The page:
Mexico 2nd in Latin America in business dynamism
Mexico is the second most competitive country in Latin America, due to its stable macroeconomic environment, its large size stable stock market, its business dynamism. its administrative environment of companies, as well as its Foreign Direct Investment (FDI), in accordance with the Global Competitiveness Ranking of the World Economic Forum (WEF).
According to the WEF, our country occupies position 46 out of 140, with a score of 64.6, although some aspects are better positioned, such as stable macroeconomic environments, with 99.4 points, the size of the stock market, with 80.6 points, while the Average business dynamism is at 65.5 points.
While countries such as El Salvador or Venezuela have a score lower than 33.8, the largest economies in Latin America are again Brazil, Mexico, and Colombia, with 45.8, 46 and 43.5 points, respectively, but the results could improve, because the WEF maintains the growth projection of almost 4 percent of the global Gross Domestic Product (GDP), despite the commercial tensions of the United States with its commercial partners, such as Canada, China, and Mexico.
Among other aspects in which our country stands out is the administrative environment of companies, with 82 points, although it obtained low qualifications in weaknesses of the labor market, when positioning itself in the 100 site, the stock market stiffness in 54.4, as well as the difficulty to attract and retain talented workforce, with 54.8. Likewise, the WEF states that all the members of the Organization for Economic Cooperation and Development (OECD) obtained low marks in the transparency of institutions, with 47.7.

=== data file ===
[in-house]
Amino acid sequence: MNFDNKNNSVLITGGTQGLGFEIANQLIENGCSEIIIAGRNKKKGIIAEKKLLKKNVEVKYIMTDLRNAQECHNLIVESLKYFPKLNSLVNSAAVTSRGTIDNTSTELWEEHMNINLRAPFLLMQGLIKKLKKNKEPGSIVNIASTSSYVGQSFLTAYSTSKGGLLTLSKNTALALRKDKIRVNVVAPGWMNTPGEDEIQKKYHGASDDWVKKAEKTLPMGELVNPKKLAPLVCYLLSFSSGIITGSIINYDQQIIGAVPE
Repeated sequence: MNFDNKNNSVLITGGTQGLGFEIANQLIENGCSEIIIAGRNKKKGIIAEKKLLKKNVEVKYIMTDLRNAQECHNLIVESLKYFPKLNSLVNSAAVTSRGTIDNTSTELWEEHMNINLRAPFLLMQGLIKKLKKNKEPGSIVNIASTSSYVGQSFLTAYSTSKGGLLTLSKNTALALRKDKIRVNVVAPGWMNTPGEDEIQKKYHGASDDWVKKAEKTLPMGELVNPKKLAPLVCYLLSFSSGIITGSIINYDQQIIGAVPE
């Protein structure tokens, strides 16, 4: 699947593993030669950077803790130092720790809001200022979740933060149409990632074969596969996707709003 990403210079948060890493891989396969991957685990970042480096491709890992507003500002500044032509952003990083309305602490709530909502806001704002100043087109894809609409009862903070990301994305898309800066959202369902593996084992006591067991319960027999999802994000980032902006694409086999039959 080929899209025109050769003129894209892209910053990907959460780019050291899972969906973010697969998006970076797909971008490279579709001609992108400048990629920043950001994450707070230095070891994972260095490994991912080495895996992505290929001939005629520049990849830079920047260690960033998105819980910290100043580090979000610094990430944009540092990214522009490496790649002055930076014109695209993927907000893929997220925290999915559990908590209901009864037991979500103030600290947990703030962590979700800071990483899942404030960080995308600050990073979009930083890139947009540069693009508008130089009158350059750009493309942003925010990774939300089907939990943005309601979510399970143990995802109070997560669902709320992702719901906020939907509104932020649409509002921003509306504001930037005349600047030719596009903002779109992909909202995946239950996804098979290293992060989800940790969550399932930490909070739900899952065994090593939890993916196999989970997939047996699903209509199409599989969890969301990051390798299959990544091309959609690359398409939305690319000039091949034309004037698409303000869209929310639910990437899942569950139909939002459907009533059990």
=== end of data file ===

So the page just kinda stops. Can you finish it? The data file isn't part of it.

Likewise, in insecurity and violence, the country obtains the 46th position, while in transparency in the fight against corruption it took out 29, out of 113 positions. However, in terms of economies relatively far from the trend line, including Malaysia, Mexico, Indonesia and India, the results suggest that the performance of competitiveness, if maintained, will promote higher and sustained income levels for this year.
Another factor that could affect the economic performance of Mexico and Brazil, according to the WEF, are natural disasters, which take months to recover from the devastating impacts of hurricanes in previous years.
According to the World Economic Forum, competitiveness is vital to reduce poverty rates and improve the quality of life, and even sustains that inclusive and sustainable economic growth will help establish an ambitious 7 percent growth target.
For the WEF, the key for emerging countries such as Mexico or Brazil to increase their growth, is through the fourth industrial revolution, since it offers the potential to skip development stages, implementing new technologies, which would especially benefit those economies that bet on industrialization and the demographic dividend. Recently, the OECD cut its estimate of Mexico's economic growth to 2. from 2.5 percent.